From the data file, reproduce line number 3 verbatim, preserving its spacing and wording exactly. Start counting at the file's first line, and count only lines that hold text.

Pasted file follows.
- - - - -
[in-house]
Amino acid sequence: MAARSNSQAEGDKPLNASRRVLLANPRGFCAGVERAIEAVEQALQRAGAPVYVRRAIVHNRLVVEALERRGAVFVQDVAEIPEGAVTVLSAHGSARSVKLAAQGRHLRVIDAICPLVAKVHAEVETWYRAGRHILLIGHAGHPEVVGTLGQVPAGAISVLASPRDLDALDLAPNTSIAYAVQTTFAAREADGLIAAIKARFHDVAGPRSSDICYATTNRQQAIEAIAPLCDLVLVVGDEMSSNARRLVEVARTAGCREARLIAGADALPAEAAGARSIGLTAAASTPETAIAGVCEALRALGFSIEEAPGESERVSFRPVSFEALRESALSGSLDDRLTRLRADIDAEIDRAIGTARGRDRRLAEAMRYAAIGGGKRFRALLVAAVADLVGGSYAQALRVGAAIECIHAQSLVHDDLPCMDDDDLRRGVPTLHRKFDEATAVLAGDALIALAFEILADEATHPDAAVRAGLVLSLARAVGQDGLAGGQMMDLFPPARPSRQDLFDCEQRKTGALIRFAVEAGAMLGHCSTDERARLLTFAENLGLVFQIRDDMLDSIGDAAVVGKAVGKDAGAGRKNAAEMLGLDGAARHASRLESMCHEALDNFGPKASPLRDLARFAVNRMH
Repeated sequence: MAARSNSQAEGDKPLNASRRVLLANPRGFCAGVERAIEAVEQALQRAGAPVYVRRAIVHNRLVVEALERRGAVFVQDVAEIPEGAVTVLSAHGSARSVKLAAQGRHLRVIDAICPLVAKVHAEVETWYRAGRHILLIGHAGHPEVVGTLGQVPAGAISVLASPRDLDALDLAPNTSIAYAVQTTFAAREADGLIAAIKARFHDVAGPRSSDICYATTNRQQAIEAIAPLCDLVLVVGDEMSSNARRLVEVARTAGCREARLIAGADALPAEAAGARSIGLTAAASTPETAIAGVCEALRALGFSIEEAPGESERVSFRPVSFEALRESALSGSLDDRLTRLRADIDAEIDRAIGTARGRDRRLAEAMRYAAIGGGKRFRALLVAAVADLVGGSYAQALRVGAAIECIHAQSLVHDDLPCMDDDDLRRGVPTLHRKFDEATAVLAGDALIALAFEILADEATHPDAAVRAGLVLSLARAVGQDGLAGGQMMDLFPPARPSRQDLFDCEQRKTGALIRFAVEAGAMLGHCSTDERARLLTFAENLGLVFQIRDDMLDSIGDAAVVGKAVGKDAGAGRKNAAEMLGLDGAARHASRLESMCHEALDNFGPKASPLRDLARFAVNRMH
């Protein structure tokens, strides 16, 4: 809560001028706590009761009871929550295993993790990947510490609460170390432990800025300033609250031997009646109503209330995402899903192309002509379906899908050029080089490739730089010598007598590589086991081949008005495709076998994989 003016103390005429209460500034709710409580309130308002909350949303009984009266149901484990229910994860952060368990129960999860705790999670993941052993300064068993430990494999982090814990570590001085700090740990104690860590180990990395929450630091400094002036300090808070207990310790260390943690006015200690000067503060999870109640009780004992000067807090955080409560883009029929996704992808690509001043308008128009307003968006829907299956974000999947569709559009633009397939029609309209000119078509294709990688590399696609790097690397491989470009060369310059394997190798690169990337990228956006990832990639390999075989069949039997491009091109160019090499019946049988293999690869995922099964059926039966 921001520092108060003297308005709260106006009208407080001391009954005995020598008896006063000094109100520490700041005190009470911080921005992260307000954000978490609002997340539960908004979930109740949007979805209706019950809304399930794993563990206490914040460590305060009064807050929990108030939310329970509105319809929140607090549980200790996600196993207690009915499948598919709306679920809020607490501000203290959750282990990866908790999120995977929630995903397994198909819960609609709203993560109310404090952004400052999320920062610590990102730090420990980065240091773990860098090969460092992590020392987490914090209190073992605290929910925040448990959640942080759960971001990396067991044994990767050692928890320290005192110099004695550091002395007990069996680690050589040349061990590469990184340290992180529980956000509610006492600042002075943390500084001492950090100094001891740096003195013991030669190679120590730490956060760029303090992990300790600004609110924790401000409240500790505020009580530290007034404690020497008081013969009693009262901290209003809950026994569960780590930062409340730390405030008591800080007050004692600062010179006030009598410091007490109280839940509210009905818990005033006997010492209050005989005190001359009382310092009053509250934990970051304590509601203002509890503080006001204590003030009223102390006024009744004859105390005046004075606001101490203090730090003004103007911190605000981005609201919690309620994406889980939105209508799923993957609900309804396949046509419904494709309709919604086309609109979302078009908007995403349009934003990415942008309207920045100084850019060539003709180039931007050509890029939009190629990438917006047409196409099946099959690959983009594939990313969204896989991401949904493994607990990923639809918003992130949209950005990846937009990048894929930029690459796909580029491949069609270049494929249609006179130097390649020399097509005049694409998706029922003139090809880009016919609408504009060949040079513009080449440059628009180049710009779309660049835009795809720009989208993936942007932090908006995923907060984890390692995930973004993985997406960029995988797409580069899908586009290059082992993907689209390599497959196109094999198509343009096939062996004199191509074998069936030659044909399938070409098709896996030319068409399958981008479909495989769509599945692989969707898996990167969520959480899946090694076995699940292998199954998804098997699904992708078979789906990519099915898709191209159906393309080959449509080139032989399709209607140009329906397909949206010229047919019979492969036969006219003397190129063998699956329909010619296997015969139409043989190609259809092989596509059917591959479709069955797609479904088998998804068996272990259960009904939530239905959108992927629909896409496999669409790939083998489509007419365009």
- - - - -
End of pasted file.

Repeated sequence: MAARSNSQAEGDKPLNASRRVLLANPRGFCAGVERAIEAVEQALQRAGAPVYVRRAIVHNRLVVEALERRGAVFVQDVAEIPEGAVTVLSAHGSARSVKLAAQGRHLRVIDAICPLVAKVHAEVETWYRAGRHILLIGHAGHPEVVGTLGQVPAGAISVLASPRDLDALDLAPNTSIAYAVQTTFAAREADGLIAAIKARFHDVAGPRSSDICYATTNRQQAIEAIAPLCDLVLVVGDEMSSNARRLVEVARTAGCREARLIAGADALPAEAAGARSIGLTAAASTPETAIAGVCEALRALGFSIEEAPGESERVSFRPVSFEALRESALSGSLDDRLTRLRADIDAEIDRAIGTARGRDRRLAEAMRYAAIGGGKRFRALLVAAVADLVGGSYAQALRVGAAIECIHAQSLVHDDLPCMDDDDLRRGVPTLHRKFDEATAVLAGDALIALAFEILADEATHPDAAVRAGLVLSLARAVGQDGLAGGQMMDLFPPARPSRQDLFDCEQRKTGALIRFAVEAGAMLGHCSTDERARLLTFAENLGLVFQIRDDMLDSIGDAAVVGKAVGKDAGAGRKNAAEMLGLDGAARHASRLESMCHEALDNFGPKASPLRDLARFAVNRMH